The opportunities teachers have to take their students out of school to visit art galleries, museums, and theatres are growing smaller. There are many reasons for this, and in Year 11 (when students write GCSEs) and in Year 13 (when they are finishing their A-levels) such opportunities are even more limited. It is not that schools aren’t going out, it is just they are going out less, or only at certain times in the year.
At Upton Hall School near Liverpool, the art teachers have designed summer projects which require the girls to visit a gallery over the school holidays, take photographs, and begin making art pages to then connect with in the new term.
Mrs Pell, one of the art teachers explained the purpose of these projects:
It’s to start them off basically with their coursework and it is to make them take their own photographs to start working from. If we set that in September, we just wouldn’t have the time to do it so giving it to them over the summer, they always enjoy it because they have the time to make the pages and to think about their photographs and to go and visit the exhibition as well.
The students explained how this type of project made them go and see the artwork.
Like for example the one between Year 11 and 12, was we had to research Ella Kruglyanskaya. We had to go and look at all her work, take pictures, take notes. Then come back and do a page on her and a painting. It is useful to go and actually see the work.
It was part of our summer project to go to some of the exhibitions, we looked around. So it was interesting to get a perspective.
But the influence of exhibitions went further than simply a summer project. Mrs Pell explained:
The work that we start off with in September is always kind of influenced by a gallery visit. So Years 10, 11, 12 and 13 have all been to Tate Liverpool to see the Tracey Emin exhibition and they all had a theme of domestic environment. If there is anything really good going on we always encourage the girls to go to it and that might even change our schemes of work. Grayson Perry came to The Walker and we made Year 10 and 12 go and see that exhibition and from that we’ve come up with some really good pieces of work that we want them to do. Obviously we hadn’t planned that in September but once we saw that exhibition we kind of reacted to it and changed what we were doing.
The Grayson Perry exhibition had led to different projects completed by the Year 12s, including some beautiful pots that they were busy finishing when I visited.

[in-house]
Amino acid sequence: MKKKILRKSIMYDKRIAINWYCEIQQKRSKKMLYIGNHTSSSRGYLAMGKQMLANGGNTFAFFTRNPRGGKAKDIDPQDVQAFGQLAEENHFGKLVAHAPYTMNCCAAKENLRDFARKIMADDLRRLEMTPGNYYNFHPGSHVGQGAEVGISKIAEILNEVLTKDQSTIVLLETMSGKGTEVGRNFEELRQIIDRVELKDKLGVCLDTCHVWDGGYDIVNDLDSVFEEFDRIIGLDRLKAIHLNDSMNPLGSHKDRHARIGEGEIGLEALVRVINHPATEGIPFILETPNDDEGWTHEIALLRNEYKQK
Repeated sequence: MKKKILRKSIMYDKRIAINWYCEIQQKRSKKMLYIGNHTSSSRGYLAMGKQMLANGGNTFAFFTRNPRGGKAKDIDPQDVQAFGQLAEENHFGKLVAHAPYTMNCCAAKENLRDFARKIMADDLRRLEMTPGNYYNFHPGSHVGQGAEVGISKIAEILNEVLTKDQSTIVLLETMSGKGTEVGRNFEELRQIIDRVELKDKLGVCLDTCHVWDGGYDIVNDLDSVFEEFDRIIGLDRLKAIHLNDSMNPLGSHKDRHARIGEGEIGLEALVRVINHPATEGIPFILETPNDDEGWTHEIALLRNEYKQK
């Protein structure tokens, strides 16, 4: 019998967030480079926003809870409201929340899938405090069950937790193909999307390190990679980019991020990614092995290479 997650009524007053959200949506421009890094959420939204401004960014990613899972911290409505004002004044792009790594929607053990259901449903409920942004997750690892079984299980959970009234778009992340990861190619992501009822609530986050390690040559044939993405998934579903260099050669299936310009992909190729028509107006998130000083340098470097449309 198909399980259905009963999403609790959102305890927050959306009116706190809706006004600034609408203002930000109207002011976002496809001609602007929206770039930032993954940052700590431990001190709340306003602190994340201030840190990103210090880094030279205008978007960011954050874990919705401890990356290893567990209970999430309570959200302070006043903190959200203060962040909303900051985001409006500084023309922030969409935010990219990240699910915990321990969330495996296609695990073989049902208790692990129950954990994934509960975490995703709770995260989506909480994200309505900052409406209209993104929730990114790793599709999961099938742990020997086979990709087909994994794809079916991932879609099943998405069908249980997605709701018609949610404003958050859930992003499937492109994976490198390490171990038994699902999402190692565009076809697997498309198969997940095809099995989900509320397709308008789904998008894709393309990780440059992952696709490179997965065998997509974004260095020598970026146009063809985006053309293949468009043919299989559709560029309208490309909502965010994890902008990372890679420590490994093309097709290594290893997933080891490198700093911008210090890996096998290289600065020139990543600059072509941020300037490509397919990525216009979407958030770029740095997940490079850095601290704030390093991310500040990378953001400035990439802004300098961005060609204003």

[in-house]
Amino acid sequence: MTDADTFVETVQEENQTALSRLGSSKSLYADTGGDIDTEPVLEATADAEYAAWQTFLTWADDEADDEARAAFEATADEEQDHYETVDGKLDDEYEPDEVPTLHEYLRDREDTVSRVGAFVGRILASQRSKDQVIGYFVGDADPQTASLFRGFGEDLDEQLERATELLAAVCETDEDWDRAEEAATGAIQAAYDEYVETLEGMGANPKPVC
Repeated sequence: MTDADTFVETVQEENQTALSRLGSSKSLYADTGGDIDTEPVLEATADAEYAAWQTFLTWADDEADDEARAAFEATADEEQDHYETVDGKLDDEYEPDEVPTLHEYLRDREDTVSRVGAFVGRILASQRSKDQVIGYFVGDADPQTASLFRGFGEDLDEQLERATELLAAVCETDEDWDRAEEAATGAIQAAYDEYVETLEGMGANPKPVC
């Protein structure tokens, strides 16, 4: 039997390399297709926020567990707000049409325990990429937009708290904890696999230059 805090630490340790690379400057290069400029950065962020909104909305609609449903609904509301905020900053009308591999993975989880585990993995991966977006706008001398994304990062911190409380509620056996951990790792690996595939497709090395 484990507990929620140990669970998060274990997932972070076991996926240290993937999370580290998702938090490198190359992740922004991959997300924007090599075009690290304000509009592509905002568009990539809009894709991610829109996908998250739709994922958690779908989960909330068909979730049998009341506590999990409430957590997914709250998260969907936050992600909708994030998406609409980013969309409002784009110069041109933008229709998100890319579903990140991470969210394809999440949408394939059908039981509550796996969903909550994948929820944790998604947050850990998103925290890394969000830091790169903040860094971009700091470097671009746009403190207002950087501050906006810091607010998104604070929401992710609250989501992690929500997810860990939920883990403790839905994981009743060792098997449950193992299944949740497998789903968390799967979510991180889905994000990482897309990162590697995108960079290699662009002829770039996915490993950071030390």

Tell me about the pots? How did they come about? Where did the inspiration come from?
Grayson Perry. We got a homework to do Grayson Perry and then we suddenly got an idea, he does pots, why don’t we do pots and that is where it came from.
It just happens. Mrs Pell is very ‘oh I like that idea, let’s go with it’. She will research it and decide.
So we used inspiration from that and artist research. We did a dress project so we had to design a few dresses for him and then we’ve been doing pots alongside that as well.
We went on our own. They set us a project in school so we didn’t know about it and the school said that it was on.
Some students explained how the process of going to an exhibition and then creating art work developed:
Normally is what we do is we go to the exhibition, take photos. Do power drawings. Make a page and put our ideas down. Then we will go from there, construct things from what we’ve seen.
And link it up to sketchbook work you’ve done before. Link it to colographic plates and the printing so it’s got a flow to it.
We started with a project, which was domestic environment. So everything linked back to that. All the Grayson Perry stuff we tried to link back to the domestic environment as well which was the first project we did.
Everything we do has a link to it.
And the teachers will go and make their own ones and then come back and say this has worked, this hasn’t worked, this is what we’re going to do.
It is trial and error.
By encouraging students to visit galleries, and basing their coursework on such gallery trips, the teachers were able to ensure students went out and saw artwork in real life, even if they did not have time, opportunity or resources to escort them there in person. It was an interesting example of how teachers are able to adapt their work in changing times.